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Transportation Secretary Elaine Chao and Education Secretary Betsy DeVos resigned last week over Wednesday’s riot, which disrupted the confirmation by Congress of Joe Biden‘s election as the next president.
Trump now faces the likelihood that he will be impeached for a second time by the House of Representatives, this time for his role in encouraging his supporters to fight to undo Biden’s victory.
Wolf, in a letter to Department of Homeland Security staff, said his resignation was “warranted by recent events, including the ongoing and meritless court rulings regarding the validity of my authority as Acting Secretary.”
“These events and concerns increasingly serve to divert attention and resources away from the important work of the Department in this critical time of a transition of power,” wrote Wolf, whose resignation is effective at just before midnight.
He also said that he was “saddened” to resign, as he had planned to remain in his post until Biden took office next week. He had been acting secretary of DHS since November 2019.
Pete Gaynor, who currently is the administrator for the Federal Emergency Management Agency, will become acting DHS secretary.
A federal judge had ruled in November that Wolf was put into the acting secretary’s position unlawfully, because it violated the order of succession meant to happen when a department secretary left office.
The judge’s ruling invalidated Wolf’s suspension of the Deferred Action for Childhood Arrivals program, known as DACA, which protects from deportation people illegally brought to the United States as children.
The White House declined to comment on Wolf’s resignation, which came four days after Trump withdrew Wolf’s nomination to become DHS secretary, as opposed to acting chief.
The White House at the time of the withdrawal had said that the move was not related to Wolf’s comments about Trump after the riot, in which a Capitol Police officer was killed, a member of the mob was fatally shot, and three other people died from medical issues.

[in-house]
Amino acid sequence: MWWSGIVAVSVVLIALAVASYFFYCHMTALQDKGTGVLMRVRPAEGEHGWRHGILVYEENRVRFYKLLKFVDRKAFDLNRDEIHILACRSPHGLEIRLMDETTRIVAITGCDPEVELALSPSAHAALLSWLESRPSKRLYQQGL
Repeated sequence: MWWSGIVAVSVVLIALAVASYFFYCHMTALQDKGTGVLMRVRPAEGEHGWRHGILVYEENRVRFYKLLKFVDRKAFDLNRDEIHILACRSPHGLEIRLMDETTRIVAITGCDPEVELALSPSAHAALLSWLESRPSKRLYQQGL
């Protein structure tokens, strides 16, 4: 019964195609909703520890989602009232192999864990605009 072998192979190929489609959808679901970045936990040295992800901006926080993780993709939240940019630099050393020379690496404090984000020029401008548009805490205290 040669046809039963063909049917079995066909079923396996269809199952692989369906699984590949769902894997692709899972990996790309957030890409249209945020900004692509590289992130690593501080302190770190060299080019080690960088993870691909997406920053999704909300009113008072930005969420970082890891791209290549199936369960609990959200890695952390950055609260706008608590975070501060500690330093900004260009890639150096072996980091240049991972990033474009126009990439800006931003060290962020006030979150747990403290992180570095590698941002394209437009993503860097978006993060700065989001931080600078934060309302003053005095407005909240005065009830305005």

The violence began shortly after Trump, his eldest son Donald Trump Jr., his personal lawyer Rudy Giuliani and other speakers whipped up a rally outside the White House, where they made baseless claims about ballot fraud swindling the president out of a second term.
Wolf had urged Trump to condemn the attack, which he called “tragic and sickening.”
“This is unacceptable. These violent actions are unconscionable, and I implore the President and all elected officials to strongly condemn the violence that took place yesterday,” Wolf wrote in a statement at the time.
“Any appearance of inciting violence by an elected official goes against who we are as Americans. Every American is guaranteed the right to peacefully protest, but once those protests become violent, we should enforce our laws and bring those responsible to justice — regardless of political motivations,” he added.
Wolf also wrote that the rioters should be held accountable for their actions.
DeVos, in her resignation letter to Trump, had written that the president’s “rhetoric” had inflamed the mob, and “it is an inflection point for me.”
Chao, in a statement, had said she was “deeply troubled” by the riot.
“Our country experienced a traumatic and entirely avoidable event as supporters of the President stormed the Capitol building following a rally he addressed,” Chao said at the time.